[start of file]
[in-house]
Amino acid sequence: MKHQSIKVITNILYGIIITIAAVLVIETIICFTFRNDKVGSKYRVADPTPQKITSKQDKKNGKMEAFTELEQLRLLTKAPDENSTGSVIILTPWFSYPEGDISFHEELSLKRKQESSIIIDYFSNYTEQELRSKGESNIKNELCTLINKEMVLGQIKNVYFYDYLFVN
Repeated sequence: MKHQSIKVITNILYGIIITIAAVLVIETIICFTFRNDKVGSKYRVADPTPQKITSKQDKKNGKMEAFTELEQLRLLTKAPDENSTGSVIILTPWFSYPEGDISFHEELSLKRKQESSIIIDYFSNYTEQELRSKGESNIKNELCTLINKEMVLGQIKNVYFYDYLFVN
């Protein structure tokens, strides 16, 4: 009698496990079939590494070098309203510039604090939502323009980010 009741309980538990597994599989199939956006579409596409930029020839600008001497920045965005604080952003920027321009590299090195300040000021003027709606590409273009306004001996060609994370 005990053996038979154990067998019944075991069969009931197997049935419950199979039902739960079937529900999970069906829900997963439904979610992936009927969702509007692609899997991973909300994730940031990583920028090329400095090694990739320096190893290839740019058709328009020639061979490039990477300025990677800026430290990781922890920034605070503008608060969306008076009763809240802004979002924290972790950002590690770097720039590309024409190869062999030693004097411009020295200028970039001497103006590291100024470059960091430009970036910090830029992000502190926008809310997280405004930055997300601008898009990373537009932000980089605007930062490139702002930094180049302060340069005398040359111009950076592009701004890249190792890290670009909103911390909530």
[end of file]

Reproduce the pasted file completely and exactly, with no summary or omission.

[in-house]
Amino acid sequence: MKHQSIKVITNILYGIIITIAAVLVIETIICFTFRNDKVGSKYRVADPTPQKITSKQDKKNGKMEAFTELEQLRLLTKAPDENSTGSVIILTPWFSYPEGDISFHEELSLKRKQESSIIIDYFSNYTEQELRSKGESNIKNELCTLINKEMVLGQIKNVYFYDYLFVN
Repeated sequence: MKHQSIKVITNILYGIIITIAAVLVIETIICFTFRNDKVGSKYRVADPTPQKITSKQDKKNGKMEAFTELEQLRLLTKAPDENSTGSVIILTPWFSYPEGDISFHEELSLKRKQESSIIIDYFSNYTEQELRSKGESNIKNELCTLINKEMVLGQIKNVYFYDYLFVN
């Protein structure tokens, strides 16, 4: 009698496990079939590494070098309203510039604090939502323009980010 009741309980538990597994599989199939956006579409596409930029020839600008001497920045965005604080952003920027321009590299090195300040000021003027709606590409273009306004001996060609994370 005990053996038979154990067998019944075991069969009931197997049935419950199979039902739960079937529900999970069906829900997963439904979610992936009927969702509007692609899997991973909300994730940031990583920028090329400095090694990739320096190893290839740019058709328009020639061979490039990477300025990677800026430290990781922890920034605070503008608060969306008076009763809240802004979002924290972790950002590690770097720039590309024409190869062999030693004097411009020295200028970039001497103006590291100024470059960091430009970036910090830029992000502190926008809310997280405004930055997300601008898009990373537009932000980089605007930062490139702002930094180049302060340069005398040359111009950076592009701004890249190792890290670009909103911390909530």